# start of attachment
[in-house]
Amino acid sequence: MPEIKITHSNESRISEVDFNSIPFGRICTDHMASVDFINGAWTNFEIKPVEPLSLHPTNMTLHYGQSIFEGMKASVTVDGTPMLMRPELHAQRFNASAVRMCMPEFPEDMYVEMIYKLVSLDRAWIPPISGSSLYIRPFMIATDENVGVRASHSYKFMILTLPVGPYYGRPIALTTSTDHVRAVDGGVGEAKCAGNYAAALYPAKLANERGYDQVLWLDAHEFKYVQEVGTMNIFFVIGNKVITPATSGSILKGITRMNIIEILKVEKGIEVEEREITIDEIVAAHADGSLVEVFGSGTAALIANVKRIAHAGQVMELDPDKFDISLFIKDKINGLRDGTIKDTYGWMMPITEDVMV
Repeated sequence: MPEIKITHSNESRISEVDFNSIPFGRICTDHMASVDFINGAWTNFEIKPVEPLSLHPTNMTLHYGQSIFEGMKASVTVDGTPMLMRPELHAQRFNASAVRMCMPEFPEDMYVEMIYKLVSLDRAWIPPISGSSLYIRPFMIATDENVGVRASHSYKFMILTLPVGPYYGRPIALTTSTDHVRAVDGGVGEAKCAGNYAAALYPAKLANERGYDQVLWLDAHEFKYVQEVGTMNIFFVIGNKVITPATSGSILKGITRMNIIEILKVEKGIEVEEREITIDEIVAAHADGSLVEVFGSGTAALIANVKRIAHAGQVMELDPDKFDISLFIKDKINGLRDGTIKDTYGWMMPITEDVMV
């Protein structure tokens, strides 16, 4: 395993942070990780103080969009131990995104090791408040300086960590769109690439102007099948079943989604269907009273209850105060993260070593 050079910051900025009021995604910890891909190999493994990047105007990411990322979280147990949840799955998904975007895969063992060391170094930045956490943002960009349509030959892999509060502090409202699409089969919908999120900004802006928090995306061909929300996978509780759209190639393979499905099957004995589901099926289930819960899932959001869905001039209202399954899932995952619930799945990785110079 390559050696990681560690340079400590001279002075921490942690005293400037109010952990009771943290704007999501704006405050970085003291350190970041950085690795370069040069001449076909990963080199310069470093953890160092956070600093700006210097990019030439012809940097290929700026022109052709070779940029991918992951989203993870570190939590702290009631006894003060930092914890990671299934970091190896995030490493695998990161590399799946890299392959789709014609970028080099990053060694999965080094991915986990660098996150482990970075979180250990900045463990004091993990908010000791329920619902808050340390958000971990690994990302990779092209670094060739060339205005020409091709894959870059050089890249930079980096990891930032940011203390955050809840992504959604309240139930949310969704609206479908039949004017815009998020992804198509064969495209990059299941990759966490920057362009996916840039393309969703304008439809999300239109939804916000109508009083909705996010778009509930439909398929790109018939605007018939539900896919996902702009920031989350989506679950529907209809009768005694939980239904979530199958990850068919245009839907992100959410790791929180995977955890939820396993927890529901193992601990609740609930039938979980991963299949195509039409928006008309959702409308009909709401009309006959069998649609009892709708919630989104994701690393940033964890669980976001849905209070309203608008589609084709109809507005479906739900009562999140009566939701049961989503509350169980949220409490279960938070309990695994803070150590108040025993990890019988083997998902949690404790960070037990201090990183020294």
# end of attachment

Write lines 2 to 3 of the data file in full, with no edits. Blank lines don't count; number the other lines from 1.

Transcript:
Amino acid sequence: MPEIKITHSNESRISEVDFNSIPFGRICTDHMASVDFINGAWTNFEIKPVEPLSLHPTNMTLHYGQSIFEGMKASVTVDGTPMLMRPELHAQRFNASAVRMCMPEFPEDMYVEMIYKLVSLDRAWIPPISGSSLYIRPFMIATDENVGVRASHSYKFMILTLPVGPYYGRPIALTTSTDHVRAVDGGVGEAKCAGNYAAALYPAKLANERGYDQVLWLDAHEFKYVQEVGTMNIFFVIGNKVITPATSGSILKGITRMNIIEILKVEKGIEVEEREITIDEIVAAHADGSLVEVFGSGTAALIANVKRIAHAGQVMELDPDKFDISLFIKDKINGLRDGTIKDTYGWMMPITEDVMV
Repeated sequence: MPEIKITHSNESRISEVDFNSIPFGRICTDHMASVDFINGAWTNFEIKPVEPLSLHPTNMTLHYGQSIFEGMKASVTVDGTPMLMRPELHAQRFNASAVRMCMPEFPEDMYVEMIYKLVSLDRAWIPPISGSSLYIRPFMIATDENVGVRASHSYKFMILTLPVGPYYGRPIALTTSTDHVRAVDGGVGEAKCAGNYAAALYPAKLANERGYDQVLWLDAHEFKYVQEVGTMNIFFVIGNKVITPATSGSILKGITRMNIIEILKVEKGIEVEEREITIDEIVAAHADGSLVEVFGSGTAALIANVKRIAHAGQVMELDPDKFDISLFIKDKINGLRDGTIKDTYGWMMPITEDVMV